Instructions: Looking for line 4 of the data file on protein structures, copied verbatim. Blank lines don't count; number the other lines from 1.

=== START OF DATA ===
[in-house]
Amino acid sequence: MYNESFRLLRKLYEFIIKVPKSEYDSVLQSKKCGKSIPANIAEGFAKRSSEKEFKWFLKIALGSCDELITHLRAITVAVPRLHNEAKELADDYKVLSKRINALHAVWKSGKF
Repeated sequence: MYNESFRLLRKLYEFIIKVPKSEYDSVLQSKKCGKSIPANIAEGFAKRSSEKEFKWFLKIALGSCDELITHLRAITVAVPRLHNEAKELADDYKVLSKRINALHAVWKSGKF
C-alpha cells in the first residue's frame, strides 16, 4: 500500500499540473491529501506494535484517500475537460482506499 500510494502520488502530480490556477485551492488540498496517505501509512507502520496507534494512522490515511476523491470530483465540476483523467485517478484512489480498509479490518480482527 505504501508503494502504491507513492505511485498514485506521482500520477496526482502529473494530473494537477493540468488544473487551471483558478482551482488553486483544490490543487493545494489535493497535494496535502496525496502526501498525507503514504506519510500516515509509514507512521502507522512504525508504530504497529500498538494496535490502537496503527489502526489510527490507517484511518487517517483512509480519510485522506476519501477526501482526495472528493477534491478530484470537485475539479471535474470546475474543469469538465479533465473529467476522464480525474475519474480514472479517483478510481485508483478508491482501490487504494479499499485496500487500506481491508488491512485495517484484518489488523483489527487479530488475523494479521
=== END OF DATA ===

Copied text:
C-alpha cells in the first residue's frame, strides 16, 4: 500500500499540473491529501506494535484517500475537460482506499 500510494502520488502530480490556477485551492488540498496517505501509512507502520496507534494512522490515511476523491470530483465540476483523467485517478484512489480498509479490518480482527 505504501508503494502504491507513492505511485498514485506521482500520477496526482502529473494530473494537477493540468488544473487551471483558478482551482488553486483544490490543487493545494489535493497535494496535502496525496502526501498525507503514504506519510500516515509509514507512521502507522512504525508504530504497529500498538494496535490502537496503527489502526489510527490507517484511518487517517483512509480519510485522506476519501477526501482526495472528493477534491478530484470537485475539479471535474470546475474543469469538465479533465473529467476522464480525474475519474480514472479517483478510481485508483478508491482501490487504494479499499485496500487500506481491508488491512485495517484484518489488523483489527487479530488475523494479521